Of course it does not mean that Line Manager, Program Manager of someone form QA cannot come to the team and ask about team spirit, way of work etc.

What do you think? What is the right path accordingly to the scrum?

04:38 am November 25, 2013

If the Scrum Team is not alone in the retrospective, it won't dig freely into the actual problems.
I have let a manager be in a retrospective once, and the retrospective was very poor. Really a "ScrumBut" to me.

But the output of the retro should be some actionnable improvements, like some "special" tasks on the board or a more stringent DOD and this is highly transparent and visible to everyone.

05:28 am November 25, 2013

A Sprint Retrospective is an inspect-and-adapt opportunity for the Scrum Team. It isn't appropriate for others to participate in a Retrospective given that they do not participate in the team's process.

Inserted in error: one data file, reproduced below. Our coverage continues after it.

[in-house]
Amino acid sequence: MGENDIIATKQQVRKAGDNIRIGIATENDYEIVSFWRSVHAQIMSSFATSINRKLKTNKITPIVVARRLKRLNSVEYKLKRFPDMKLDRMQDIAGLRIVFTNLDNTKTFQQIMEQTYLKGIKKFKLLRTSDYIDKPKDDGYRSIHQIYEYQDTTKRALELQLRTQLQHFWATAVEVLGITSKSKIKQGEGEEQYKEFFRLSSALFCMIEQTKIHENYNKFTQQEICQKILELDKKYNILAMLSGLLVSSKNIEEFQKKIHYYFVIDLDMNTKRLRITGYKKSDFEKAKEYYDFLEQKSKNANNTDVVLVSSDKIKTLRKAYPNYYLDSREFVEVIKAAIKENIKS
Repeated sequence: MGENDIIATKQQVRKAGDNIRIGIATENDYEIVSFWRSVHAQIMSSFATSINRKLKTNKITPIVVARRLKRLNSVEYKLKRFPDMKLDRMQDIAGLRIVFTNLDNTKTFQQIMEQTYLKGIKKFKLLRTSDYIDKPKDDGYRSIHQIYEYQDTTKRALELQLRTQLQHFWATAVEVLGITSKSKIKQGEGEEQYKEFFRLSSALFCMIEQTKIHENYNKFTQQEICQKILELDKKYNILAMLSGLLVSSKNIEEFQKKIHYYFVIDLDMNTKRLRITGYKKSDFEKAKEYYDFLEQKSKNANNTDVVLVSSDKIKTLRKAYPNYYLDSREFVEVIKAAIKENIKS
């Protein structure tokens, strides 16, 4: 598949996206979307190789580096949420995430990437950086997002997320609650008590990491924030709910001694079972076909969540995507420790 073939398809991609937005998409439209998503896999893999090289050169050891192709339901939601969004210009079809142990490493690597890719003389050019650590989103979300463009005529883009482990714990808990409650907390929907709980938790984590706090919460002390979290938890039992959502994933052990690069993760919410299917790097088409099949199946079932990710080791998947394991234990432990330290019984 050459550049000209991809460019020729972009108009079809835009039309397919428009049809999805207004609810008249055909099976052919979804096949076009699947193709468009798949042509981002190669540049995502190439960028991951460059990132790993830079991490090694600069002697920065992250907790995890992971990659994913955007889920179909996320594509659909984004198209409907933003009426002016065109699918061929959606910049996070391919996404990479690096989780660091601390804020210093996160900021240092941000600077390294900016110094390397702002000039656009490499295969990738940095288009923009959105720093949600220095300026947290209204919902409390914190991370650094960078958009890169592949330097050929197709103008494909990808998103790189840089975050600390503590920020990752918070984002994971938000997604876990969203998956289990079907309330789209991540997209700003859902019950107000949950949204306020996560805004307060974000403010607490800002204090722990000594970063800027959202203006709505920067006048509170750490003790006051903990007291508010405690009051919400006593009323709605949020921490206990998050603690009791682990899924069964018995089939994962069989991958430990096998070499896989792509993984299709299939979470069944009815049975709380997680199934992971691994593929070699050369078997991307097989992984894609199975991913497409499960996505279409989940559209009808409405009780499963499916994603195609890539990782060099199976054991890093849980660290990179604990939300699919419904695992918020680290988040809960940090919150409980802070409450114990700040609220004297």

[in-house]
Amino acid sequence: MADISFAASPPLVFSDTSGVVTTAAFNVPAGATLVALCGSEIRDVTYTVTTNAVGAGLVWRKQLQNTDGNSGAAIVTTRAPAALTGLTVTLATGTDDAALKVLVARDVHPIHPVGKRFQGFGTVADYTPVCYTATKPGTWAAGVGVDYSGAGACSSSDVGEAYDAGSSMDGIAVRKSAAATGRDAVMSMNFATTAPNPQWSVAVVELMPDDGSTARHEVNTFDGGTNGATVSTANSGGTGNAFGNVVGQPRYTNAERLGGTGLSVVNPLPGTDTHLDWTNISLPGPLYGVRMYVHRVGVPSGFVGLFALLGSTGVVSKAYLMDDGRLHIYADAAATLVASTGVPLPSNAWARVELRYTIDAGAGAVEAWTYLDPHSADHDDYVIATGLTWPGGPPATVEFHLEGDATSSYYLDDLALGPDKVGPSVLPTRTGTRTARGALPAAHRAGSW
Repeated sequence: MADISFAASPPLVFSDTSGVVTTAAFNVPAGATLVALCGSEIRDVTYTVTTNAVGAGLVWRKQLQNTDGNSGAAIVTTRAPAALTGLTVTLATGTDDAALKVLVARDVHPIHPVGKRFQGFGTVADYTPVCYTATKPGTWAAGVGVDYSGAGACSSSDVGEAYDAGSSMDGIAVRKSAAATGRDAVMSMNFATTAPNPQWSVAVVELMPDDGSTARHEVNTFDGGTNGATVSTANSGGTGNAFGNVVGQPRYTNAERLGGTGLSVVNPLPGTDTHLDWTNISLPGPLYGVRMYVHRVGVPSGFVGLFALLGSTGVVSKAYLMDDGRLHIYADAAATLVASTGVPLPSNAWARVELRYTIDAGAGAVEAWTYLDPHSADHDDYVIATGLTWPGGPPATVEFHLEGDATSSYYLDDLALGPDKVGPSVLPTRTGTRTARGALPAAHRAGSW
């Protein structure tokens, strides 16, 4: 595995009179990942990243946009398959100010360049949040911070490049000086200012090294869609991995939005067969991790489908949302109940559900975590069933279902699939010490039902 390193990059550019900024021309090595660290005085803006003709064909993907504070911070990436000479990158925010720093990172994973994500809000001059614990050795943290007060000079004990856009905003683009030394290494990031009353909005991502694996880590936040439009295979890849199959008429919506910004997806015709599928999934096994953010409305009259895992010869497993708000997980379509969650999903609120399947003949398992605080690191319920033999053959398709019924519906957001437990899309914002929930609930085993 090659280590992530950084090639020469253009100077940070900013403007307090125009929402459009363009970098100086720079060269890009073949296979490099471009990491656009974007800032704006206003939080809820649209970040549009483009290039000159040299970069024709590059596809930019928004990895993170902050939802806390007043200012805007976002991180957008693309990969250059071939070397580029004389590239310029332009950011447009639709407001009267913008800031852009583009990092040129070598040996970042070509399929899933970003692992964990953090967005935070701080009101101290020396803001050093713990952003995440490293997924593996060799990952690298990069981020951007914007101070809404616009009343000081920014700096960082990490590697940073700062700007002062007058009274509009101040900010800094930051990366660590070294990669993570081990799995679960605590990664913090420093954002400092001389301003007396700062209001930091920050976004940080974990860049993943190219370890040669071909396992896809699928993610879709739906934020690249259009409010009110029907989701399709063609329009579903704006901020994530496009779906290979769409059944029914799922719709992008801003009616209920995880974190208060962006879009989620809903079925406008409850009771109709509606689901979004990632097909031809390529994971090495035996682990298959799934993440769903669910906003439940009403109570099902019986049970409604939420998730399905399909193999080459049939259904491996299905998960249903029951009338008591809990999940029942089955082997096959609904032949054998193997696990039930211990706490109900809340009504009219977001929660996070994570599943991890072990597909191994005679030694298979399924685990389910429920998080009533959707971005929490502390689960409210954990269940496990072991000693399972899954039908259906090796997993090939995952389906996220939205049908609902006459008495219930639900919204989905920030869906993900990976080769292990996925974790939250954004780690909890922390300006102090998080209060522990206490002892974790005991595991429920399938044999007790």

There's nothing in Scrum that says observers can't attend a Retrospective, but if it impacts the team's ability to inspect matters thoroughly then they would be required to conduct the session in isolation. Transparency is not an issue given that all three Scrum roles are expected to participate in each Retrospective.

05:34 am November 25, 2013

ok Ian, I got your point. But what about an outcome of retrospective. Should it bi sent/visible to anyone outside of the team?

05:41 am November 25, 2013

> But the output of the retro should be some actionnable improvements, like some
> "special" tasks on the board or a more stringent DOD and this is highly transparent
> and visible to everyone.